Kentucky: The Horse Capital Of The World

I am on the way home from Lexington, Kentucky, where I spent the weekend at the National Youth Horse Leader’s Symposium, an annual conference put on by the American Youth Horse Council, whose mission is to unite and provide resources for all of the organizations that serve youth in the horse industry. It’s been a while since I attended the symposium and it was good to be back and see a lot of old friends and colleagues. I was only there for one day and two nights and I did a seminar, a keynote speech and an arena presentation at the KY Horse Park (site of the World Equestrian Games that will be held this fall, for the first time ever in the US). I’ll be back for the Games and the accompanying International Equestrian Festival in the fall…

My workshops were well-attended and a lot of fun. It is an enthusiastic group—mostly 4H leaders from around the country, as well as Pony Club leaders, instructors and representatives of various breed organizations. I am always impressed how hungry this crowd is for new information that will help them be better leaders. We had a lot of fun in my seminar on “making the most of your unmounted meetings” where I shared some fun exercises that can be done off the horse that will help improve rider skill.

My arena presentation was about teaching group riding lessons and it was in the new indoor stadium that was built for the WEG. Now I see why the tickets to the games are so expensive! It’s a nice coliseum but it only holds 5200 seats so even the top rows offer excellent viewing of the arena floor. I am hoping I’ll get to see a little of the WEG competition when I am there this fall. Are any of you planning to go to Lexington for the World Games?

My keynote speech was titled, “Horses are a Journey, Not a Destination.” It was a philosophical, humorous and auto-biographical look at my life with horses. I don’t routinely give keynote speeches since usually I am teaching something specific and not waxing poetic. But I always enjoy doing something different, even though it requires more effort and preparation on my part—I can’t just step into the arena and wing it. I spent a fair amount of time working on this speech in the past couple weeks and then practiced reciting it dozens of times in my hotel room. But, I think it came out pretty good. Here are a couple out-takes from the whole speech (which is much to lengthy to post here):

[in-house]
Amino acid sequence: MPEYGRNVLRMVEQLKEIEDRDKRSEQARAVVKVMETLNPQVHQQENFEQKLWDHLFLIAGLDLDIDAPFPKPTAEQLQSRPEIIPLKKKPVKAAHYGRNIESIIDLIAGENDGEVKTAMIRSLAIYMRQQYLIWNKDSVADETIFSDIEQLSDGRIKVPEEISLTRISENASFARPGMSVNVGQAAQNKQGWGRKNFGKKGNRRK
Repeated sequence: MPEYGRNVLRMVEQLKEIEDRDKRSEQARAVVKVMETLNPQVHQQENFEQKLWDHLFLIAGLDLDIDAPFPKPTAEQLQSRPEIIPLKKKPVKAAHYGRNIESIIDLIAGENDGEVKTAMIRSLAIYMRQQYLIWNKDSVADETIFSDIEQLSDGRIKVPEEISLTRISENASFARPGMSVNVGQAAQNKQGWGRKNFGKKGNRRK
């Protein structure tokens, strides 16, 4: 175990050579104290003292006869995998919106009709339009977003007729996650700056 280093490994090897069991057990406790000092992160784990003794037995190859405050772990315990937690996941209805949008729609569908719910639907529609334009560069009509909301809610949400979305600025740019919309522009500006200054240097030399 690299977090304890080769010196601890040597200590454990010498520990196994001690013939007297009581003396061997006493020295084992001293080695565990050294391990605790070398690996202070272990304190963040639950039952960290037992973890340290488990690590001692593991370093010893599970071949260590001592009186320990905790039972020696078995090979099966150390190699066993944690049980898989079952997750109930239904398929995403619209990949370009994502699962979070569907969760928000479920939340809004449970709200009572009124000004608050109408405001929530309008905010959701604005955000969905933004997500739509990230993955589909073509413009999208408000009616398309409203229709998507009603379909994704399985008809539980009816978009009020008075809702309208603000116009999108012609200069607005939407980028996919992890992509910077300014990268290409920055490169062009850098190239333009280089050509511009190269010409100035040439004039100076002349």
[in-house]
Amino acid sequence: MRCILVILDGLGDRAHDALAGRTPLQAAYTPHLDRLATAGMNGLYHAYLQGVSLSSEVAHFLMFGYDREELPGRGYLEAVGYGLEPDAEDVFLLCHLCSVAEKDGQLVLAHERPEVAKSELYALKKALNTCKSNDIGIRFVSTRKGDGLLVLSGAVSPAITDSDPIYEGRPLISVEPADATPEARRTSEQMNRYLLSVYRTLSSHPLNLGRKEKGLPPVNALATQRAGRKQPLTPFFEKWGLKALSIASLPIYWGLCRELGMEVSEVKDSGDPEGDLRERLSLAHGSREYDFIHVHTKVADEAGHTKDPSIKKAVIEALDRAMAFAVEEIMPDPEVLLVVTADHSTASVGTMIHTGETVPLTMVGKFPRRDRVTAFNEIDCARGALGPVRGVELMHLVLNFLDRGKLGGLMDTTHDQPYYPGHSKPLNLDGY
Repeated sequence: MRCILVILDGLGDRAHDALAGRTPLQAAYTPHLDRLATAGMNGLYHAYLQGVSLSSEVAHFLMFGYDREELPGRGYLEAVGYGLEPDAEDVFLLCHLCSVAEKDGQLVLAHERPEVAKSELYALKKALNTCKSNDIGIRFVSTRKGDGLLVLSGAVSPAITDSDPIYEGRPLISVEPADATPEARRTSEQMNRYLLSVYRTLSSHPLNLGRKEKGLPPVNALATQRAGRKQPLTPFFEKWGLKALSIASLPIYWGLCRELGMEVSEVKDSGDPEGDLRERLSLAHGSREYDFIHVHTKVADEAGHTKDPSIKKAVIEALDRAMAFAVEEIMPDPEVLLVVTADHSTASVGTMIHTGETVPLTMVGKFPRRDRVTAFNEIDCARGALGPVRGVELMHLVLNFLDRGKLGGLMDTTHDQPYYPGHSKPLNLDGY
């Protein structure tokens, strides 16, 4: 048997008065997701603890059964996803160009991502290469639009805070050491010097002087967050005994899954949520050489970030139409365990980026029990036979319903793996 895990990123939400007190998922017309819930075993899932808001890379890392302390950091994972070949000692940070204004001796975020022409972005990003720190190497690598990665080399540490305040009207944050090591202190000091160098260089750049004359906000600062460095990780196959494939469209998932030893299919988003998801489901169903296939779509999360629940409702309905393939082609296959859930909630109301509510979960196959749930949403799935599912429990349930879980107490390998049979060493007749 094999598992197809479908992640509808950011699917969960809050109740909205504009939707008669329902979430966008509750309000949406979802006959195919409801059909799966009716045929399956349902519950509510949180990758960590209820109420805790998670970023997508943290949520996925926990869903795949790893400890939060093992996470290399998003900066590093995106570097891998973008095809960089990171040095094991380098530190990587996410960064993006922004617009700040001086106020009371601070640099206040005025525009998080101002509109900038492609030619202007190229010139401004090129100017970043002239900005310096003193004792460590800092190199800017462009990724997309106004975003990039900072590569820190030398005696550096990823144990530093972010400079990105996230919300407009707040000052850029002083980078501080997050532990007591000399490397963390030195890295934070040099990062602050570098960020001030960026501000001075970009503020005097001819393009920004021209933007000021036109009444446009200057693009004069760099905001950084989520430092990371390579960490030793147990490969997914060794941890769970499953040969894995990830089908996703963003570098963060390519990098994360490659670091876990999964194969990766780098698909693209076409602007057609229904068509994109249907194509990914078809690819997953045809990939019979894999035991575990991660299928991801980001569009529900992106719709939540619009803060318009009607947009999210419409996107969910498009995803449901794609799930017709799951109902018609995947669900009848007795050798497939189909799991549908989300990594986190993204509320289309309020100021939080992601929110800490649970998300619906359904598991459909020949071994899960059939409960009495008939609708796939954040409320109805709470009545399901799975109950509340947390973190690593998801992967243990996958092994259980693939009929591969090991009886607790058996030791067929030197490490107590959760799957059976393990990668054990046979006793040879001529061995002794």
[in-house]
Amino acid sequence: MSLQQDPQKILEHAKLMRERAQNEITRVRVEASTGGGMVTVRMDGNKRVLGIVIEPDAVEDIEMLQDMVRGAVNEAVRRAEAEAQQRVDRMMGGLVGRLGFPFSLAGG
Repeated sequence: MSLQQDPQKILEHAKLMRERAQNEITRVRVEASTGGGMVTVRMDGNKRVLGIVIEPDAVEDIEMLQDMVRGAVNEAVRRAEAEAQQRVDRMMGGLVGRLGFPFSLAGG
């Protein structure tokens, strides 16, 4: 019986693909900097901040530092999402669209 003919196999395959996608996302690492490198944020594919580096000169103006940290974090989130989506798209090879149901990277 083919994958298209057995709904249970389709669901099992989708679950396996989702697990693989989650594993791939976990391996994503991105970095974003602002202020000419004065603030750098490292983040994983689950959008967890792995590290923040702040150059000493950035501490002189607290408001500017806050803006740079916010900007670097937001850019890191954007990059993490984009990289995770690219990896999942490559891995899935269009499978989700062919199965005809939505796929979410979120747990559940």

“…Believe it or not, I was a very shy and introverted child. My parents were worried that I didn’t have any friends and concerned that I chose to spend my time in my tree fort in the horse pasture instead of hanging out with the other kids after school. The first thing I learned from horses was a sense of freedom and empowerment. Riding gave me an incredible sense of power and adventure as a shy little girl. I was never happier as a kid than when I was in the barn with the horses. I rode like the wind, usually bareback, in my bathing suit with no shoes, much to my mother’s dismay. I craved running the horses up and down the long rows of trees in the orange grove, the faster the better. I didn’t need any human friends because I was content to mingle with the herd and whisper secrets into my horse’s neck. This was far more preferable to me than slumber parties and hanging out with friends after school.”

“…From a very early age, my horse journey has taken frequent detours in the direction of humility. What is it about a horse’s uncanny ability to bring you to your knees at the very moment you expect it the least? Have you ever bragged on a horse, only to have him embarrass you moments later? You’d think by now I would have learned this lesson thoroughly, having been periodically humiliated by horses all my life. But just the other day, I found myself saying, “this horse never spooks.” No sooner were the words out of my mouth than I was proved wrong. Note to self: NEVER say a horse doesn’t spook, especially to a prospective buyer! So I spent the next hour eating my words and amazingly, I sold the horse anyway. But the lesson to be learned here is that if you talk bad about a horse, he will be good and if you talk good about him, you may be eating a crow sandwich any minute.”

“…Beyond anything else perhaps, horses have taught me to have a big heart and to always try hard. After more than 30 years as a horse trainer, I am still constantly amazed at a horse’s ability to try hard to do what we ask– in spite of us. He takes the jump again and again, in spite of frequent interference from the rider. The horse that goes to work every day in a saddle that is so ill-fitting that it leaves white scars on his back or abscessed withers. The horse that keeps trying to find the right answer even though the rider jerks at his mouth and draws blood with his spurs. A horse that keeps going past the horse-eating trash can because you told him to, even though every cell in his body is shaking with fear. The horse that wins every race until the day his heart overpowers his body and he breaks down physically.”

Everywhere you go in Lexington, there are reminders of how important horses are. The airport is on Man O’ War Blvd and almost every major thoroughfare is named after a legendary stallion. The incredible horse farms with mares and foals basking in the sun and munching bluegrass are almost everywhere you look. Incredibly beautiful life-sized sculptures of horses all over the city including a display downtown of about 10 race horses and jockeys running for the finish line. I’ve included a shot of one of the many sculptures at the airport as well as a shot of me at the KHP arena with Fernanda Camargo, from the U of KY, who was kind enough to help facilitate my presentations.

 

Enjoy the ride!

Julie